Debate has been raging about the absence of a consolidated tape for the fragmented European equity market and over the rising cost of accessing data from all these venues. 

During December 2019, the European Securities and Markets Authority (Esma) was preparing a report for the European Commission. 

Esma chair Steven Maijoor neatly summed up the divergent views of market participant: “Many data users raised concerns, accompanied by evidence, that trading venues increased market data prices and introduced new types of fees over the last years. Most trading venues disagreed with this assessment and considered that prices for market data were overall stable.”

Steven Maijoor,

Here’s the revolutionary thing about Platometrics: the Plato Partnership pays BMLL for the data and analysis of 1.5 billion data points per day and Platomerics then offers this back to users free of charge.

Johannes Sulzberger, chief executive of BMLL, tells Euromoney: “Most of this data has been available but it would be very expensive to obtain it all and apply analytics to it. And the few hedge funds and high-frequency traders that have done that were seeking an information and latency advantage for themselves to monetize.

“We are now shining a light on the whole market and all its venues. Previously market participants might pay for records of their own trades. We are able to take records from the matching engines of all the regulated markets for every trade and every order and so provide much more analysis than just a record of the best bid and offer at any given moment. So, this is a way to level the playing field for users of those venues.”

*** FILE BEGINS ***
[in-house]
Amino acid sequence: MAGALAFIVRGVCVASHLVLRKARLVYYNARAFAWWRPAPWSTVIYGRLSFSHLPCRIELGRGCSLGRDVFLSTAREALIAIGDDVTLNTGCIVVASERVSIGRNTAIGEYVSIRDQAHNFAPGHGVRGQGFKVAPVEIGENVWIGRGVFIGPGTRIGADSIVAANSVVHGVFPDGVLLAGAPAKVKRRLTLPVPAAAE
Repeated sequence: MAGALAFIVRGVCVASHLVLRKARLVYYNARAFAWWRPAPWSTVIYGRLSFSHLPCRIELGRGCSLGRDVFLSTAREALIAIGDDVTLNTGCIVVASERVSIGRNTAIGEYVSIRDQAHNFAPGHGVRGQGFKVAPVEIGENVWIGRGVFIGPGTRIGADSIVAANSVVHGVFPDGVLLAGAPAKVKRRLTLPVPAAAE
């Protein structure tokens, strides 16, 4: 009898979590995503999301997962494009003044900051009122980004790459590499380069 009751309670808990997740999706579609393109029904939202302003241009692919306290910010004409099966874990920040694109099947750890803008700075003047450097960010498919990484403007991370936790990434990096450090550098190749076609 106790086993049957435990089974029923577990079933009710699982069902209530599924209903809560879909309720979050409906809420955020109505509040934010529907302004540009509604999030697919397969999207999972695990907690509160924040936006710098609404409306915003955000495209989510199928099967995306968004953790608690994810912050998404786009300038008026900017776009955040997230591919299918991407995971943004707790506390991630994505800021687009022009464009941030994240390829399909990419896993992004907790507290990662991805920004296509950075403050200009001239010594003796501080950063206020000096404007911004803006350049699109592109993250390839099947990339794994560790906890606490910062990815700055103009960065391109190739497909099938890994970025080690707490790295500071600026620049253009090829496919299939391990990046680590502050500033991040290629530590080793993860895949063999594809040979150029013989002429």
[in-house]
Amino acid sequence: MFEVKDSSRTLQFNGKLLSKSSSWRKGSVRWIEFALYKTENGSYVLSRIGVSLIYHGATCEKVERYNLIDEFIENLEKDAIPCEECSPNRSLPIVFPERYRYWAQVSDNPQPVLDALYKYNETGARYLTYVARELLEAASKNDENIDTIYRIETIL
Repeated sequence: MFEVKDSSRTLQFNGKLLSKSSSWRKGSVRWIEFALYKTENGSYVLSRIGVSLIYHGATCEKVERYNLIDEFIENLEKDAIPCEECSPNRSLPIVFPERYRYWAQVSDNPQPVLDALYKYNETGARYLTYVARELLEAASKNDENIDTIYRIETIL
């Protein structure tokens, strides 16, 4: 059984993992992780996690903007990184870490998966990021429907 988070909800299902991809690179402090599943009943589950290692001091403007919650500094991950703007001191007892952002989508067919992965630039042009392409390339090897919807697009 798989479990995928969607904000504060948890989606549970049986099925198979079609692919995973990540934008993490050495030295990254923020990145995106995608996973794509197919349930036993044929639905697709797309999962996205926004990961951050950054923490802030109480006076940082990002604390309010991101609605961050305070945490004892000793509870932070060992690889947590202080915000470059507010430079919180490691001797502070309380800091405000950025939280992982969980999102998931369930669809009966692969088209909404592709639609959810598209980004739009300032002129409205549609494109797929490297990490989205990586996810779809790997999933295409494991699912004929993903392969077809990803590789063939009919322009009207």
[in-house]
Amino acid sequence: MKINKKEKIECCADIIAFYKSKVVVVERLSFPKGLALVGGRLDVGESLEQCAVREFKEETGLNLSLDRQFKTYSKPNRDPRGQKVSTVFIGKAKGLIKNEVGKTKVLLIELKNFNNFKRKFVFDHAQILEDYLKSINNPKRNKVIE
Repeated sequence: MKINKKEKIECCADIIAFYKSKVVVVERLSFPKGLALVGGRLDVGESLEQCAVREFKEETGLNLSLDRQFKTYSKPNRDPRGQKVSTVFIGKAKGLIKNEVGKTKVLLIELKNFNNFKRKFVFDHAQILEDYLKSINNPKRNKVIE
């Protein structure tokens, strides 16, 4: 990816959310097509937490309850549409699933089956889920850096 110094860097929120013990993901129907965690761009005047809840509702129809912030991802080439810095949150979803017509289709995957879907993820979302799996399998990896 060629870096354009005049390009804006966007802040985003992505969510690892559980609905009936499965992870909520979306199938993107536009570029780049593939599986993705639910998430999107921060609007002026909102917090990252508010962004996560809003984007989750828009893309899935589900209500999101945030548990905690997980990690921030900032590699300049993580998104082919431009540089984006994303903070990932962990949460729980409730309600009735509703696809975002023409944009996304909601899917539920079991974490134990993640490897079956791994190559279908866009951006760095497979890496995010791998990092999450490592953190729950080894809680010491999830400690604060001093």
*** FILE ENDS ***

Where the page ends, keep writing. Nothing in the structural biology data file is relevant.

There is some innovation in the data collection. Platometrics divides liquidity into four buckets: lit venues, such as stock exchanges; dark and grey pools, many run by exchanges themselves; so-called bilateral liquidity, provided through banks’ systematic internalizers to asset managers with which they have relationships; and non-addressable liquidity, which mostly comprises out-of-hours over-the-counter trades and technical trades such as swap unwinds which have no impact on price formation.